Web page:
According to the feedback from teachers, the quality of essay answers has improved after the adoption of the new platform. Students are now able to connect the topics studied with real life, which also increases the role of personal reflection in their answers. Also, in the new learning environment, following learners' study progress is easier for online teachers, learners as well as for local instructors. The Learning Record Store (LRS) together with Experience API enable detailed follow-up of the study progress and with the help of a visual concept map teachers can easily locate those parts of the studies that appear to be the most challenging for learners. Moreover, in the new learning environment learners can follow their own study progress and give and receive feedback of their studies.
Jenna Tuck is the Business Development and Sales Manager for The AEgis Technologies Group, Inc. in Orlando, Florida. Her background includes 10 years of experience in the Simulation and Training Industry, with experience in a broad range of positions in Research & Development, Engineering, Production Management, and Business Development. Jenna has held positions as Project Manager, Assistant Design Engineer, Production Manager, Business and Development Manager, and others during her 10 years in the industry. Jenna has a BSE from the University of Central Florida, and currently serves on the board of AUSA, Central Florida Navy League, and is the Vice President of the AUSA Young Professionals organization for Central Florida.
The culture of learning has seen exponential rates of change over the last decade – in large part due to the differences in training requirements needed to engage the income generation of “Millennials” (the generation born between 1976 and 2001.) The Millennials are the first group of incoming trainees that are full digital natives, and as such training these young adults with legacy training products presents several challenges. The tech-savvy, multi-tasking nature of this generation does not respond to traditional PowerPoint based lectures, classroom based instruction, and may not even fully engage when presented with some forms of Interactive Multimedia Instruction (Computer Based Training.) In order to fully engage the new trainees, it is essential to find ways to integrate new emerging technologies, and customized game-based training solutions to meet and sustain legacy training requirements.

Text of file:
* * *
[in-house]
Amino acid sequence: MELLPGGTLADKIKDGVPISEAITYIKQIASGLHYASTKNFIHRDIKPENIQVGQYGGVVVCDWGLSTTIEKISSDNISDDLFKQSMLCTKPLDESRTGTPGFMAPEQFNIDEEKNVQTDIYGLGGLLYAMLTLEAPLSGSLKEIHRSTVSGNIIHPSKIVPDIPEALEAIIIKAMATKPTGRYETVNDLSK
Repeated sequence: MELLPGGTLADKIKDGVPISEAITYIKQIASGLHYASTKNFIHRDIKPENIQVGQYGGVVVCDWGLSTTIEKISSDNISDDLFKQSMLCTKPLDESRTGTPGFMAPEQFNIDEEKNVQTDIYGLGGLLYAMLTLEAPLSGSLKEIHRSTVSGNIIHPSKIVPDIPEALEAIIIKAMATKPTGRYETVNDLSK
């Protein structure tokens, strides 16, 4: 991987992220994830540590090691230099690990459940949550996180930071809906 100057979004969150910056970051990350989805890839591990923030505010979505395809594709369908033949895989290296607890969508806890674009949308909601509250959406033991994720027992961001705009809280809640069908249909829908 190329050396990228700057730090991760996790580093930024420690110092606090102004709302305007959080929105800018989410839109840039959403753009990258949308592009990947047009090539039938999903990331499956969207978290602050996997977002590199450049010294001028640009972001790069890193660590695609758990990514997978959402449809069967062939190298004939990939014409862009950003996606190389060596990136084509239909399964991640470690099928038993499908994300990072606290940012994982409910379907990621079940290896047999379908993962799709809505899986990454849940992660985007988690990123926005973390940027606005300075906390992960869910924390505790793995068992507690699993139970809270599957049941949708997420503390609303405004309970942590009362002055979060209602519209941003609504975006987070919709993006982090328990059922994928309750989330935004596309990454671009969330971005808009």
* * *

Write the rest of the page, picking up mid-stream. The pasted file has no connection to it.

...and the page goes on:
The AEgis Technologies Group, Inc. (AEgis) is working with the U.S. Army’s Night Vision and Electronic Sensors Directorates (NVESD) in an effort that includes modifying the core functionality of an interactive, on-the-move training game (AEgis’ “Combat ID” game) with NVESD’s Recognition of Combatants – Vehicle (ROC-V) and Recognition of Combatants - Reconnaissance, Surveillance, Targeting and Acquisition (ROC-RSTA) training programs. The idea is to approach legacy combat identification (friend or foe) training requirements in a manner that is more appealing to Millennial soldiers. The presentation will follow the evolution of the fundamental (legacy) training requirement of tactical vehicle identification to show how we’ve arrived at this concept.
The presentation will discuss the early beginnings of training delivery through index cards, and PowerPoint presentations – and the first evolution of this requirement into a high fidelity, interactive, application-based, serious game called COMBAT ID. Subsequently the presentation will cover the current iteration of integration into emerging training technologies through the ROC-V game, and partnership with NVESD. The presentation will describe how this game-based training solution satisfies five key learning-theory prerequisites that are critical to training students of any generation, but particularly for Millennials.